The Supreme Court upheld the right of universities to use affirmative action in admissions earlier this week. The Court ruled 5-4 in favor of the University of Michigan Law School in Grutter v. Bollinger, which used race as a factor in its admissions process. But the undergraduate admissions program of the University of Michigan, which had used race based on a point system, was overturned 6-3 in Gratz v. Bollinger.
Although the case only legally applies to public tax-supported colleges, the decision gives room for other public and private institutions to use subtler ways to take race into account.
The court ruled that the Michigan law school's affirmative action policy, which uses race as a factor in admissions but does not assign it a specific weight, does not violate the Equal Protection Clause under the 14th Amendment, while the undergraduate point system does. The Supreme Court had previously ruled in the 1978 Regents of the University of California v. Bakke that while racial quotas in university admissions were illegal, race could still be a consideration when admitting students.
For the University of Chicago, which had filed an amicus brief for Michigan with Harvard, Yale, Princeton, Brown, Duke, and the University of Pennsylvania, the ruling was a vindication of its commitment to creating a diverse student body. The brief argued that the universities needed to maintain policies that take into account race and ethnic background to enhance students' educational experience in the classroom and to expose them to broad perceptions in an increasingly multicultural world. The brief was one of 60 filed in support of Michigan, thought to be the largest number ever in a case presented to the Supreme Court.
"We are pleased to see the Court's reaffirmation of the Bakke decision, within which the University's admissions policies have operated over the last two decades," said Provost Richard Saller in a press release. "The issue of race is a crucial one in teaching and research across the University. It is vital that the University recruit a diverse student body to bring different social and cultural experiences and interests to the classroom and the search for new knowledge."
According to the University News Office, the admissions office carefully examines each prospective student individually, evaluating his or her achievements, background, and appearance in the application without using different races as a separate category or referring to specific formulas or tests for racial demographics. Ted O'Neill, dean of admissions for the College, was out of town and could not be reached for comment.
The Law School itself was called to a recent review before the Office for Civil Rights of the U.S. Department of Education to defend its admissions procedures, which were found to respect the outlines of the Bakke case. The Law School's class of 2004 has a student body which is 12 percent Asian-Americans, 9 percent Hispanic Americans, and 5 percent African Americans.
Vice President and Dean of Students in the University Steve Klass agreed with the Supreme Court's decision, maintaining that racial diversity is an integral element of the academic culture at Chicago.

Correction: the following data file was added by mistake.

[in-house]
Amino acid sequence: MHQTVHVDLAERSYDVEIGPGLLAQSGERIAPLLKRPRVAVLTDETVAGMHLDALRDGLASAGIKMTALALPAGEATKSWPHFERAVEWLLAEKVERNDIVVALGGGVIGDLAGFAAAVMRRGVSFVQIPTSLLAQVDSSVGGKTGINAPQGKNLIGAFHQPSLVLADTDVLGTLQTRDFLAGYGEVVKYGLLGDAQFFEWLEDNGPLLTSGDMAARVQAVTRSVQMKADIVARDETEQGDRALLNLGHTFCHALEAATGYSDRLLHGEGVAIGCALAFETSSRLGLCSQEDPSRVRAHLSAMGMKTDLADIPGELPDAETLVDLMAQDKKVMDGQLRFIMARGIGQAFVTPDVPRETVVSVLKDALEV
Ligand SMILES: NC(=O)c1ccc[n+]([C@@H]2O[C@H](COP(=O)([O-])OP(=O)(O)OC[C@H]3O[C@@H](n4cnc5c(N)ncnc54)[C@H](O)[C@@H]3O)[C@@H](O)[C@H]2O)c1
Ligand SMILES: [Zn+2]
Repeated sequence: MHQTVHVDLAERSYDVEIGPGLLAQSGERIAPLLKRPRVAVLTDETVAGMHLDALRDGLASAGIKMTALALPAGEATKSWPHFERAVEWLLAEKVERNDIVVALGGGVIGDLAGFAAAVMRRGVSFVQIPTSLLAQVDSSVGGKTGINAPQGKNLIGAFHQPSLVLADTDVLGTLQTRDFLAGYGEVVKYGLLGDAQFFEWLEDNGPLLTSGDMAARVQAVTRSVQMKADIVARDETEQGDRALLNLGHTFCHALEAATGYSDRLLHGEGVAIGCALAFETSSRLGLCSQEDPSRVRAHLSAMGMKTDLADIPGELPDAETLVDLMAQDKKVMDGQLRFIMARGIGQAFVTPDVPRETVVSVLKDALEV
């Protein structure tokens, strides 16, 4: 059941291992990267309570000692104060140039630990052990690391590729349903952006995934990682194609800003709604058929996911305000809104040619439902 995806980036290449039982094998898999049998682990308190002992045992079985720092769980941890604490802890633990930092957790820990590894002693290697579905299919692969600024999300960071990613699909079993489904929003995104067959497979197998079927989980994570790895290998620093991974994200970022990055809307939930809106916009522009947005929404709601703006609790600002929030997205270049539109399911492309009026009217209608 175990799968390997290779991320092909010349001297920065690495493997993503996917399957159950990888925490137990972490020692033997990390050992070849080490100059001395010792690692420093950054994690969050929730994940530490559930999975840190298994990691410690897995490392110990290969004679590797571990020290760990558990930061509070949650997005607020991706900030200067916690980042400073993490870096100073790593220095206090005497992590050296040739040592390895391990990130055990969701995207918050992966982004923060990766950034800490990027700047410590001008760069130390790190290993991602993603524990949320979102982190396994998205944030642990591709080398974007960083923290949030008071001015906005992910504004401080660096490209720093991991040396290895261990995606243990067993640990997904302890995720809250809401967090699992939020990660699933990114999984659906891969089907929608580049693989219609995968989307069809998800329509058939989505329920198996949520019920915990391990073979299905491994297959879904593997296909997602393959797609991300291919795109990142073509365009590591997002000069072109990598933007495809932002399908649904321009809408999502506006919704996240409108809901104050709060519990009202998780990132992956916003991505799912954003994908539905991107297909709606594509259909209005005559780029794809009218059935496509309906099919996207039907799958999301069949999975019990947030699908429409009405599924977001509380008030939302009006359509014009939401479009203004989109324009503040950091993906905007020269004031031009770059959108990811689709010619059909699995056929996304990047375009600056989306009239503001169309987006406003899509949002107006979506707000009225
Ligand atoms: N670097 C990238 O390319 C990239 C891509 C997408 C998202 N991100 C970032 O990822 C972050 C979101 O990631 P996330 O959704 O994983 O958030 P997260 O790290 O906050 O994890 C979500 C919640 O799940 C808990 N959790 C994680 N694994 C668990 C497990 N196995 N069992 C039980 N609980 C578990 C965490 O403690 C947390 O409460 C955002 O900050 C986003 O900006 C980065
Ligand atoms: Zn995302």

"A broadly conceptualized notion of diversity can be viewed as a matter of supporting the academic enterprise itself," Klass said. "If we truly value and seek to cultivate a diversity of perspectives in our institutional discourse, then we necessarily depend on a diversity of people to articulate and defend those perspectives. If we are to prepare our students to engage productively in a global community, then it is our duty to provide them with as rich and broad an experience - academically and socially - as possible during their time at this University."
Many law school students and faculty in Chicago were also involved in a nationwide effort supporting affirmative action. Nearly 14,000 law student signatures from 41 states, 130 of which came from University of Chicago law students, were gathered in support of an amicus brief written by Georgetown University law students. Several faculty members at the Law School also signed a brief filed by the Society of American Law Teachers (SALT) on behalf of the University of Michigan law school.
Jennifer Marion, a Chicago law student who helped gather signatures at the law school, said at the time the brief was filled, "I think the University's pro-affirmative action stance reflects the belief that a diverse student body is an important element of a well-rounded college education. This diversity includes educational and socioeconomic background, as well as life experiences in general. The history we have of slavery and discrimination, not to mention our nation's continued de facto segregation, means that race and ethnicity affect an individual's viewpoint, and should be a factor as well."
The University of Chicago has had a long, enriched history in collegiate diversity. Eiji Asada, a student of Japanese descent, was the first recipient of a Chicago Ph.D. degree in 1893, while Georgiana Simpson, who earned her doctorate from the University in 1921, was the first African-American women to do so in the United States.